In retrospect, getting the flattops months and years before optics was probably just the incompetence of the supply system, as it appeared to us at the time to be. But it could have been sheer brilliance: “Let’s put these out here and see what the SF, SEALs and direct action guys do with them, and when they’ve worked out the best way, we’ll adopt it.” Because that’s pretty much what happened. (True, some of the private-purchase mounts like Wilcox and, later, Larue, were a lot better than the issued ones, but the issued ones are OK).

Finally, if you’re interested in technique you ought to be paying some attention to Defoor. We have not personally attended his training but we believe Our Traveling Reporter has; he was, in fact, the one that turned us on to the guy.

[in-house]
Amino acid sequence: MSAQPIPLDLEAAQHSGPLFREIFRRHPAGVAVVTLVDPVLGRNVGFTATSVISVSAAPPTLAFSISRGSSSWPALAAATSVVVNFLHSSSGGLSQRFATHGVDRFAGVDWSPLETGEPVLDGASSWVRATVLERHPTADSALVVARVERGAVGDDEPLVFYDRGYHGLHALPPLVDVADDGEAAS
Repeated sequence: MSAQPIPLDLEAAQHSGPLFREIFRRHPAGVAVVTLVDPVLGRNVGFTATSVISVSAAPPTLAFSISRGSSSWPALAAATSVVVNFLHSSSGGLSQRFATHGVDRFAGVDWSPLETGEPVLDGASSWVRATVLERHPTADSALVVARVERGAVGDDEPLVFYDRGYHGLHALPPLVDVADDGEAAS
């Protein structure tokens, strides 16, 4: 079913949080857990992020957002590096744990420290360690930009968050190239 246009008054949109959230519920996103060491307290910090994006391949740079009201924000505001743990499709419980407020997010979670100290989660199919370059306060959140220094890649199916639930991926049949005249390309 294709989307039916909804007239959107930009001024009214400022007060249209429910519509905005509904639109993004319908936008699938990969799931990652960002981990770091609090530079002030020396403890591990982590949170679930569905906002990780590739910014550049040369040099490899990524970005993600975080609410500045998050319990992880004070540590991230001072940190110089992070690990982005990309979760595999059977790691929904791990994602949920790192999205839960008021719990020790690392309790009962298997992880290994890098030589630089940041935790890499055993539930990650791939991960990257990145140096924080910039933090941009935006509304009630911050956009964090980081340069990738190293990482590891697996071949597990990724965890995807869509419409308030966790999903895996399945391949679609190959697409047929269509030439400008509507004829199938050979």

Geissele (ALG Defense) AK Trigger

Bill Geissele’s wife’s company, ALG Defense, makes products for more of a mass-market than the very sweet, fairly simple, Geissele AR-15 triggers that live in more than a few SOF M4s and Mk. 11/12/18s, etc. (Indeed, sometimes the Geisele triggers are authorized MFP 11 or unit purchases, and sometimes they are installed on a catch-me-F-me basis by unit weapons men or armorers). Along with the triggers for full-on M4s and HK416s, Geissele makes improved triggers in both single-stage and two-stage variants for a wide range of semi ARs. They’re not cheap, they’re not always in stock, but they’re good.

ALG Defense makes simpler AR triggers — and now, an AK trigger, imaginatively coded AKT. In this video Bill explains the objectives this trigger meets and talks about some of the challenges involved in designing it.